It is necessary to be able to evaluate expected return and expected risk and it is important for us to ensure that a manager’s definition of profit is as close as possible to ours. While you want someone with a good and sustainable expected return and reasonable and bounded amount of risk, there also needs to be a value proposition that sees a fair split in the profit between us, the capital provider and the manager, the risk taker.
For trading-oriented strategies, we use a number of analytical tools, specifically Excel and Matlab. In addition, a wide range of supporting data is used. We also use risk engines internally such as RiskMetrics and Barra.
Best Execution We invest in a wide range of managers from those doing systematic, long-term investments to those doing systematic short-term high frequency trading as well as discretionary traders. Regarding best execution within FX, we are looking for people who are aware of both their footprint and the transaction costs that they are incurring; specifically, people with electronic execution and the capacity to execute in all time-zones.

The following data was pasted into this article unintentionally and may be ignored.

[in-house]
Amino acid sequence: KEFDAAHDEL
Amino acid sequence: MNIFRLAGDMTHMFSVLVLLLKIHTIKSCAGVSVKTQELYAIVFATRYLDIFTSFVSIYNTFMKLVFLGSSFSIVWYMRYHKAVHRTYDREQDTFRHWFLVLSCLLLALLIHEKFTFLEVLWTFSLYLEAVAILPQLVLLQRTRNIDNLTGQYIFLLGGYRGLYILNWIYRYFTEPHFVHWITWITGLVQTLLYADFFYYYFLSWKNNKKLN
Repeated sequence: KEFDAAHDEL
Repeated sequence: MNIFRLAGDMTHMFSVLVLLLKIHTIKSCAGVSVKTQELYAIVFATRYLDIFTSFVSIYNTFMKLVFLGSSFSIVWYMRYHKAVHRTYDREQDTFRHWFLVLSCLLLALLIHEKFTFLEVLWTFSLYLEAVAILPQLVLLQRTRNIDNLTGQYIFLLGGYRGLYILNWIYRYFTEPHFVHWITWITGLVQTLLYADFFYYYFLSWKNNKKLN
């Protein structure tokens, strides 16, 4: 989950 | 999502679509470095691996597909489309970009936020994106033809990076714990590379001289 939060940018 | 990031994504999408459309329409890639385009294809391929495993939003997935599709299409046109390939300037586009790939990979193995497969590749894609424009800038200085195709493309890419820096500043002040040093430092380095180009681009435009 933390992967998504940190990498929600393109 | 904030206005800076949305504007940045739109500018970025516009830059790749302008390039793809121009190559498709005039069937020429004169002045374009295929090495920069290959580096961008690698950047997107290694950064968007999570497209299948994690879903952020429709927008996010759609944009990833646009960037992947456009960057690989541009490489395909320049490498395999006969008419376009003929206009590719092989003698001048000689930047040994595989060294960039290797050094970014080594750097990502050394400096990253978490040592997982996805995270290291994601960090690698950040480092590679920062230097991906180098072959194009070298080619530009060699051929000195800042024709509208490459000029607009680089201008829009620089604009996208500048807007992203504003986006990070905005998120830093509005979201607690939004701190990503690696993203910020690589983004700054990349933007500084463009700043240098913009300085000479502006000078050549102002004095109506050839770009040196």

Additional venues offer potentially greater liquidity to managers, which is important especially where managers are running multi-billion dollar portfolios. Not all currencies are equally liquid, bringing additional sources of liquidity that can be accessed in a less obvious fashion. This allows managers to not only get the trade done, but also execute in a quiet fashion that doesn’t disturb the market. We also like the fact that these venues are often technology based, allowing managers to perform finer and better transaction cost analysis, which is important because one of the great things about FX is its deep liquidity and 24-hour trading. However, not all currencies are traded equally at all times during the day. Getting a euro-dollar trade done during European business hours is relatively easy and low cost, but trading something like a minor emerging market currency outside its liquid hours can be quite expensive.
This in turn leads to heavier investment in technology. Managers need to upgrade their infrastructure to accommodate multiple feeds as they need smart routers, improved data storage capability and intercom connectivity with the various brokers or groups. All this means that the old days of picking up the phone to get an order done by your FX broker has been mostly replaced by a heavy rack of servers and top-notch IT people, though phones and people still matter for market colour and depth.